kunc-header-1440x90.png
Our Story Happens Here
Play Live Radio
Next Up:
0:00
0:00
Available On Air Stations
NPR News

Trump, Republicans Raise $210 Million In August — Far Behind Democrats' Haul

President Trump addresses the crowd during a campaign rally Tuesday at Smith Reynolds Airport in Winston Salem, N.C.
President Trump addresses the crowd during a campaign rally Tuesday at Smith Reynolds Airport in Winston Salem, N.C.

President Trump and Republicans could've set a one-month fundraising record — had their Democratic counterparts not hauled in some $150 million more.

The president's campaign, the Republican National Committee and their joint fundraising efforts raised a combined $210 million last month, they announced on Wednesday.

On its own, that August haul is impressive. It's some $45 million more than the GOP groups raised in July, and it surpasses a figure of nearly $200 million by Barack Obama in 2008 that was considered the previous one-month record. But it falls far short of the record-smashing nearly $365 million Joe Biden and Democrats pulled in last month.

Biden and Democrats released their August totals on Sept. 2, and the radio silence from Trump and Republicans over several days seemed to indicate that their figures would lag far behind.

The GOP numbers follow a report of big spending by the Trump campaign that raised some concerns about dwindling coffers. On Tuesday, the billionaire Trump said he would put some of his own money into his reelection effort if needed.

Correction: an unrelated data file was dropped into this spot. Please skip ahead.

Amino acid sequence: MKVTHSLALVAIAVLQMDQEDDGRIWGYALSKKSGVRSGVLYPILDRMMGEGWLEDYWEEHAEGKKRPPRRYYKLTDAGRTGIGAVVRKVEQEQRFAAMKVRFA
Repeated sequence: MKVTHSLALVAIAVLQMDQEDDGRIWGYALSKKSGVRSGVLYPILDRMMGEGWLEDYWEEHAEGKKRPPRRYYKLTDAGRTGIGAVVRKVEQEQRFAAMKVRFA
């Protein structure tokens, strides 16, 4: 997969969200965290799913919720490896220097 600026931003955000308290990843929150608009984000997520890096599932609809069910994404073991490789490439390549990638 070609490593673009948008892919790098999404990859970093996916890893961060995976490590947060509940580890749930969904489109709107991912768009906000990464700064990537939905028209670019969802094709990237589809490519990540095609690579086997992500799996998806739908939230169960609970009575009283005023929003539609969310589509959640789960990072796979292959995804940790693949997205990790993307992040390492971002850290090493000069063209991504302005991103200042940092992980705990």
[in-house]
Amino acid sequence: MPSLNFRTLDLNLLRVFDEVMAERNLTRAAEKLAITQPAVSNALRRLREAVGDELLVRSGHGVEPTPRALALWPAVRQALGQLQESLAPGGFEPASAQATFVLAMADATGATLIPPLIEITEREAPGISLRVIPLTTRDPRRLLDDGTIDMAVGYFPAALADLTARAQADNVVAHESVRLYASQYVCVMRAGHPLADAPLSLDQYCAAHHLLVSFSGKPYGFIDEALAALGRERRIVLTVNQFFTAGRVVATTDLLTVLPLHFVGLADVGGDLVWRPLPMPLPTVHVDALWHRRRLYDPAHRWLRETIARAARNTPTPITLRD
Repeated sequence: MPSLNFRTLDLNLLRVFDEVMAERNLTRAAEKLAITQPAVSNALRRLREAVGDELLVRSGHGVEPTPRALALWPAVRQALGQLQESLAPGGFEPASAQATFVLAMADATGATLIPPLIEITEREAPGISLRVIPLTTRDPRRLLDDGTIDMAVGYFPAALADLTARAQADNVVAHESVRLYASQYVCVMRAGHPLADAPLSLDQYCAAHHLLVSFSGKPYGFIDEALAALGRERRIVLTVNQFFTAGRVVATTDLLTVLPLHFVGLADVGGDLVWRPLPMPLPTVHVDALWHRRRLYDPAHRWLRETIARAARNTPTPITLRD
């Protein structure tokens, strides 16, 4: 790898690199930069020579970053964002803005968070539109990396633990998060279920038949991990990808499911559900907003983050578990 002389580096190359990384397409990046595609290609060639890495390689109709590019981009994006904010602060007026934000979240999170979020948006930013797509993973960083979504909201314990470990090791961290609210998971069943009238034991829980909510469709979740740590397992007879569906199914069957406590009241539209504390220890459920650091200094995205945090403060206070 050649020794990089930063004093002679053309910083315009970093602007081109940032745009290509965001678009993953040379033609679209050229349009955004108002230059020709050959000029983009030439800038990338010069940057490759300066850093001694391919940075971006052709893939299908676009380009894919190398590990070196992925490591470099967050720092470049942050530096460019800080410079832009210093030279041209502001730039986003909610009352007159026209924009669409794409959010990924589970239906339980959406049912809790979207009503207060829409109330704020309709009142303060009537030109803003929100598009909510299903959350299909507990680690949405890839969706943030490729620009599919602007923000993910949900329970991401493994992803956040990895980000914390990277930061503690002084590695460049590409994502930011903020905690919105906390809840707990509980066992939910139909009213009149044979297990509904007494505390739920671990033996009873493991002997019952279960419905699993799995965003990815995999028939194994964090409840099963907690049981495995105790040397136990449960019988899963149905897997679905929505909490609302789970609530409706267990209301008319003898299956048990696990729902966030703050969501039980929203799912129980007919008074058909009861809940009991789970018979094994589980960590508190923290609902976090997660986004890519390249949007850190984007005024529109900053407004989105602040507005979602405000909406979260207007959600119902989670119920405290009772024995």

"If we needed any more, I'd put it up personally, like I did in the primaries last time," Trump told reporters. He spent $66 million to fund his campaign in 2016.

With mere weeks until Election Day, the fundraising picture is notable: An incumbent whose campaign was once considered a financial juggernaut appears to trail the challenger.

But in its announcement Wednesday, Republicans touted the president's grassroots support.

"Both campaigns are raising massive amounts of money, but have very different priorities about how to spend it," Trump campaign manager Bill Stepien said in a statement. "In addition to advertising, President Trump's campaign has invested heavily in a muscular field operation and ground game that will turn out our voters, while the Biden campaign is waging almost exclusively an air war. We like our strategy better."

In their respective announcements, neither side said how much cash it has on hand for the election's stretch run. We'll get more details on Sept. 20, which is the next filing deadline for Federal Election Commission reports.

Copyright 2020 NPR. To see more, visit https://www.npr.org.